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The Drone Center’s Weekly Roundup: 12/29

December 30, 2014
Renault Kwid concept (photo:Renault)
Renault Kwid concept (photo:Renault)

A review of last week’s drone related news by the Center for the Study of the Drone at Bard College

At the Center for the Study of the Drone

The debate around Lethal Autonomous Weapon Systems, sometimes referred to as “killer robots,” is heating up on the international stage. But what exactly is a killer robot, and why is the UN considering a moratorium on this technology?Here’s what you need to know.

News

Two U.S. drone strikes reportedly took place in the Shawal Valley last week. Credit: Dronestagram
Two U.S. drone strikes reportedly took place in the Shawal Valley last week. Credit: Dronestagram

Two U.S. drone strikes reportedly killed at least nine people in the Shawal Valley of North Waziristan, Pakistan. The first strike destroyed a vehicle carrying four Uzbek fighters, and the second strike targeted a compound belonging to Asmatullah Muawiyah, a Punjabi Taliban leader. (New York Times)

Al-Qaeda in the Arab Peninsula released a video on how best to avoid drones. The video describes the multiple sensors on the drones, such as thermal detection capabilities. It recommends several tactics for camouflaging oneself and using “insulation cover” as protection. (Long War Journal)

UAS America Fund, LLC, an industry-supported commercial drone advocacy group, submitted a set of possible regulations for small drones to the Federal Aviation Administration. The rules would require operators to have a “demonstrated level of aeronautical knowledge” and follow the existing rules for small drones, such as a flying under a 400 ft. ceiling. The proposed rules are intended to get the commercial industry airborne “quickly but safely,” according to a UAS America press release. (Law360)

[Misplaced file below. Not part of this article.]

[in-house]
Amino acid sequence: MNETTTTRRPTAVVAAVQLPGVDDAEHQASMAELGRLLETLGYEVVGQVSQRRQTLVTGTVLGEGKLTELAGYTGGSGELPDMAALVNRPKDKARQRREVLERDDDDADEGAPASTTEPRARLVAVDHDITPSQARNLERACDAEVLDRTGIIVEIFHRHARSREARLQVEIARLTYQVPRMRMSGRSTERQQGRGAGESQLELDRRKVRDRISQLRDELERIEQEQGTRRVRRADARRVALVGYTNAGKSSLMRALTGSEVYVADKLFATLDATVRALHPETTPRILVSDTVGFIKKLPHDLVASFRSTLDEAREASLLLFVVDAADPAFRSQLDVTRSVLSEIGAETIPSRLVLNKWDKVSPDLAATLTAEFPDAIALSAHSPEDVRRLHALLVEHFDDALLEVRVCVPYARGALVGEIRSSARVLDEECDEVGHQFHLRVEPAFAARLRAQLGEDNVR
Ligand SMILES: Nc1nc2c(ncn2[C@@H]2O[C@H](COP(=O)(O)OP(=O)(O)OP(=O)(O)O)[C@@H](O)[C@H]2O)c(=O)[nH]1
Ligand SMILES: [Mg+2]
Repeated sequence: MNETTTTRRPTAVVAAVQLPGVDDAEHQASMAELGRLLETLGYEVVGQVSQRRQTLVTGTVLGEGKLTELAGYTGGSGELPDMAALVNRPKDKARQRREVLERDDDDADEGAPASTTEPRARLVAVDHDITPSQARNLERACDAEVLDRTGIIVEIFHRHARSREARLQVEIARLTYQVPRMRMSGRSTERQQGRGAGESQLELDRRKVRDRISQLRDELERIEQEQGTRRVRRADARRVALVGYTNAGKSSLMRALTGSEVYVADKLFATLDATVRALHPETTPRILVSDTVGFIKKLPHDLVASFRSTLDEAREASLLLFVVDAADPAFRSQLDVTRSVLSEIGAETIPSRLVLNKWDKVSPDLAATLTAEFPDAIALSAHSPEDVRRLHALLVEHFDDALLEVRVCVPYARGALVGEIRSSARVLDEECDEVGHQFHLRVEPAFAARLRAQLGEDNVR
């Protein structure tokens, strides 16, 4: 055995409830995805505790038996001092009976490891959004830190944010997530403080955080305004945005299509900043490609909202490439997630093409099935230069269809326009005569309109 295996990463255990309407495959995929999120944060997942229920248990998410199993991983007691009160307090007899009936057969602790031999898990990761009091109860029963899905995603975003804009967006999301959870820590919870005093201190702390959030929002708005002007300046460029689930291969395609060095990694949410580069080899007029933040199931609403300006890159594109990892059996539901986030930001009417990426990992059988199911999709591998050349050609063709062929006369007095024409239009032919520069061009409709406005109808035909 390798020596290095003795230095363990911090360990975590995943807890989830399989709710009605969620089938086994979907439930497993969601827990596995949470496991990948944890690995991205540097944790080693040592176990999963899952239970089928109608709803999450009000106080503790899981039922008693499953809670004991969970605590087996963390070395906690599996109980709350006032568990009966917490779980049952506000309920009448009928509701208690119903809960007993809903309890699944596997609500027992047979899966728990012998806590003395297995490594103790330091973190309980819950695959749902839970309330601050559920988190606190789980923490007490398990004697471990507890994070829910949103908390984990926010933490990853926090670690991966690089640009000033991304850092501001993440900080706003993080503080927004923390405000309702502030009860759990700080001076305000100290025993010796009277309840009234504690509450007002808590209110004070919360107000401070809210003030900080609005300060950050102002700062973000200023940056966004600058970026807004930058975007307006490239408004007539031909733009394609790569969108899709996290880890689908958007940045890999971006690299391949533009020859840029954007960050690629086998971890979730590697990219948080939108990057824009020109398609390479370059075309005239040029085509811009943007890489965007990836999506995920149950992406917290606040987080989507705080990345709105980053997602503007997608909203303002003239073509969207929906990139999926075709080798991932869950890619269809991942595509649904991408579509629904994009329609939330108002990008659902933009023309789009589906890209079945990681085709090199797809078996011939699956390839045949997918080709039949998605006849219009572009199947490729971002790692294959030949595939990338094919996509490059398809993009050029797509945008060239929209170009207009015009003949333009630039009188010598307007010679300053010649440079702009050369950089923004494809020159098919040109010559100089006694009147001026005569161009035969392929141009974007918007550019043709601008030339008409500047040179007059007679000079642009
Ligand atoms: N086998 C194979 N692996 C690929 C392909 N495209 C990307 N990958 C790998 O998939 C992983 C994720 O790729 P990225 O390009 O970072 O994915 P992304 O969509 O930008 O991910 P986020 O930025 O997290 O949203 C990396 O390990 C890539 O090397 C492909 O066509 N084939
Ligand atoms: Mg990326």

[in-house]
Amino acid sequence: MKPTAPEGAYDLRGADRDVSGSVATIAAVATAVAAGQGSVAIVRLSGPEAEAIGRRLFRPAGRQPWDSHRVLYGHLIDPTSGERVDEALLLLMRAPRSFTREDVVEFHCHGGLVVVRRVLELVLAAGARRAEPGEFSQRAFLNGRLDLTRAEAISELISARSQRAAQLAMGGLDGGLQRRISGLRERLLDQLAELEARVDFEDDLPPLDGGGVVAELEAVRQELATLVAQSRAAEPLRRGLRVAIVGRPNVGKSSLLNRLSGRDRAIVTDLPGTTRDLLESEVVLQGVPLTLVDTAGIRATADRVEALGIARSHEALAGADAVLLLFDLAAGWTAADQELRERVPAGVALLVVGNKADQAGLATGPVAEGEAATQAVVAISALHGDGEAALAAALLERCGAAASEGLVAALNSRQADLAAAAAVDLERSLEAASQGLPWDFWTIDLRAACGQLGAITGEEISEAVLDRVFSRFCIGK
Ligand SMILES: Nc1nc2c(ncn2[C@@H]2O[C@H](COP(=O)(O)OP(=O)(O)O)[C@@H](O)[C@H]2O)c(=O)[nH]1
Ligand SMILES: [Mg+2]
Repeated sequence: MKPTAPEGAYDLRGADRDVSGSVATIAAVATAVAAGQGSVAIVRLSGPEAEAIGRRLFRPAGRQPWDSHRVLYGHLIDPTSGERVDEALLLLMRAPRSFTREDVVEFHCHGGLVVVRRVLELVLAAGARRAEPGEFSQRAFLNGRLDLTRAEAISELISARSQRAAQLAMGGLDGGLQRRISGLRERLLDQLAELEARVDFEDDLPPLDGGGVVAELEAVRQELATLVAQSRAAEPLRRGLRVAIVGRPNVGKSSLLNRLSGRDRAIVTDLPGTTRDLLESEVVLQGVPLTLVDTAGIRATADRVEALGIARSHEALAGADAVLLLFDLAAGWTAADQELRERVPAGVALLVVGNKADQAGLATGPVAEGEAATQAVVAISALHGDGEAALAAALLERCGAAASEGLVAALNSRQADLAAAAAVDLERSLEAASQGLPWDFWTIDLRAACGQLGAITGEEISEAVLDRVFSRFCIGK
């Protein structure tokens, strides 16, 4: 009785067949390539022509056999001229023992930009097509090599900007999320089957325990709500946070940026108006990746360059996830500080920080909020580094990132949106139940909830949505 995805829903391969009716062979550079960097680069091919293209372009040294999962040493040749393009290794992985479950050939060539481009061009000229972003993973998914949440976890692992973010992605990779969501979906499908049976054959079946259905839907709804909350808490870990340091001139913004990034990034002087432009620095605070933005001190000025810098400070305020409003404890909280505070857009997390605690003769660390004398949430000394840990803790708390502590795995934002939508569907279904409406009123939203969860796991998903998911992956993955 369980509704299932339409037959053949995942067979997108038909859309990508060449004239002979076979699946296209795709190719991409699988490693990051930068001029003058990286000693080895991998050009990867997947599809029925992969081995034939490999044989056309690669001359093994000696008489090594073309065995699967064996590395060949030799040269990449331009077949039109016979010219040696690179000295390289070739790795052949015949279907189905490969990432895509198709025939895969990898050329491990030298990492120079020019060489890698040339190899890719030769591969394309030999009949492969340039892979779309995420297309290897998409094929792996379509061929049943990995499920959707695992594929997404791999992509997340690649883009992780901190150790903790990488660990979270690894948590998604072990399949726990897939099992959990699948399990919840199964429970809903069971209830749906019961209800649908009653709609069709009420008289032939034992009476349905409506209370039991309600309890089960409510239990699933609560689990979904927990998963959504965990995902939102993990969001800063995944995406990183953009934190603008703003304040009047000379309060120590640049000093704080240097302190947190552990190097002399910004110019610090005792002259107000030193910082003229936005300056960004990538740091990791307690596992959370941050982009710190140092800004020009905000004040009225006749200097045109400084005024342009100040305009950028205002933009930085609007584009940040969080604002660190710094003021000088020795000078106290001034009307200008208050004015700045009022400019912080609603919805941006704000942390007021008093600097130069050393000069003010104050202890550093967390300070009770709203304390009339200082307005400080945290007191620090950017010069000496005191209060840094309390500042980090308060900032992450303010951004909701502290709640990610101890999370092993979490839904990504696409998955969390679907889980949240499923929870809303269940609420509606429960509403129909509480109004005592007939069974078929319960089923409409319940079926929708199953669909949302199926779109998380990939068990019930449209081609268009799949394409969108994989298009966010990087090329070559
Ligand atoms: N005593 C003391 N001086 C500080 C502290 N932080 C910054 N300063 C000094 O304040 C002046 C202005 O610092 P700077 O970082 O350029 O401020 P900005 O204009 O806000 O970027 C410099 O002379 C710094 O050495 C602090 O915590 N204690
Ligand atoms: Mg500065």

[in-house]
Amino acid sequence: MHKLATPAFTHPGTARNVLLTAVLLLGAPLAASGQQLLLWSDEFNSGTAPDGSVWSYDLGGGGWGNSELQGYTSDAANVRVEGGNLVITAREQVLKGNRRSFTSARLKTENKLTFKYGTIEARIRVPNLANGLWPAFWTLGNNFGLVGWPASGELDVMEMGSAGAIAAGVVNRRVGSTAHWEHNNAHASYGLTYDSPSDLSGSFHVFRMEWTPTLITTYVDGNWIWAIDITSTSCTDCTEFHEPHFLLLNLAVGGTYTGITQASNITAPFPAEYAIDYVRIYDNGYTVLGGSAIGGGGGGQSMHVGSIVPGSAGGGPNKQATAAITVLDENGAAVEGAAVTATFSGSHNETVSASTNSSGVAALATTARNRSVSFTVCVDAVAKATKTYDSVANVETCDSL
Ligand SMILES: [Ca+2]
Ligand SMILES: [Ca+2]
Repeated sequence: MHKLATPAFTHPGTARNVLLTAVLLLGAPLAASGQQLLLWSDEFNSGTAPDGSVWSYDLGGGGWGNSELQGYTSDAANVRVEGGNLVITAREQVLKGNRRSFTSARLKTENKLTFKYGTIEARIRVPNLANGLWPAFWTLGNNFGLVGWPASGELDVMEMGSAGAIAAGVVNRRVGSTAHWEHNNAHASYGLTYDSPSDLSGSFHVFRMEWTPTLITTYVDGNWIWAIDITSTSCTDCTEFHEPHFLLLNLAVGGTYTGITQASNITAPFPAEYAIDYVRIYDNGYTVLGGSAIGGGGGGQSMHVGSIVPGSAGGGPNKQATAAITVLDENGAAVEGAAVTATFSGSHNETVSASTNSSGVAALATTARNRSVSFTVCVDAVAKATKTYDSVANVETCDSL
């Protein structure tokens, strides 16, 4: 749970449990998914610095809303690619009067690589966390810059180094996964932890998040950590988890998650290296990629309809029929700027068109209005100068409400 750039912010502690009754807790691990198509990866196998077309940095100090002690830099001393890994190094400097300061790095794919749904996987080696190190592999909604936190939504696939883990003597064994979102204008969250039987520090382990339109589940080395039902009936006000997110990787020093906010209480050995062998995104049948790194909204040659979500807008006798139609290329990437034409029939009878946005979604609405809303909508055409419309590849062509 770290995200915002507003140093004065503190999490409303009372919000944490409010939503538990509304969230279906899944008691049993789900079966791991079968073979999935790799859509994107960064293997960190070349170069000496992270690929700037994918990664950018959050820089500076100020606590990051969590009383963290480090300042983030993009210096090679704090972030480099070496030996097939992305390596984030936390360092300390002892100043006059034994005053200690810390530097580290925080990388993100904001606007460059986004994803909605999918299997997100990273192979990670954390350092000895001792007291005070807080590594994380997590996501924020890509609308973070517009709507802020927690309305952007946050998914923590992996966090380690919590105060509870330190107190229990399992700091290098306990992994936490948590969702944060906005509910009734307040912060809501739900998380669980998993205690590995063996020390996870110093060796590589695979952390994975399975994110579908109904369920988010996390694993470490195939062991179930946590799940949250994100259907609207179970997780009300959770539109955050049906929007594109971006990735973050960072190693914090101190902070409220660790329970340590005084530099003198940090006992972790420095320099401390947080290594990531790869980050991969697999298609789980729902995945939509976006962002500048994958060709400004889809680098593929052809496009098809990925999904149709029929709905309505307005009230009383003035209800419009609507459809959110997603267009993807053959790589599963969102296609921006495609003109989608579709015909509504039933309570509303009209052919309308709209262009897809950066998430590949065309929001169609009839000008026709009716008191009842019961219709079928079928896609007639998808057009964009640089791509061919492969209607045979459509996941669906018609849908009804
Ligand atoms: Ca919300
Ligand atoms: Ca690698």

The British Civil Aviation Authority warned people receiving drones this Christmas that improper use of their gifts would result in hefty fines. Operators could face up to $8,000 in fines for flying over congested areas or near people and buildings. The move follows a campaign by the U.S. Federal Aviation Administration encouraging hobbyists to respect regulations when flying drones. (Associated Press)

Hungary’s data protection agency (NAIH) has urged lawmakers to consider the privacy issues raised by drones. In a research paper, the agency warned that drones could allow a “very strong penetration into the private sphere of individuals.” Hungarian lawmakers are in the process of drafting regulations for commercial drones.

In a report, the Iowa Department of Public Safety advised lawmakers to hold off on passing anti-drone laws. The report argues that there are a number of beneficial drone applications for agriculture and police work. (KCCI8)

Commentary, Analysis and Art

At the New York Times, Mark Mazzetti considers how the Senate’s “torture memo” has had little effect on the CIA’s mandate to carry out drone strikes.

At Just Security, Marty Lederman has a few thoughts on Steve Coll’s in-depth article on targeted killing and drones in the New Yorker.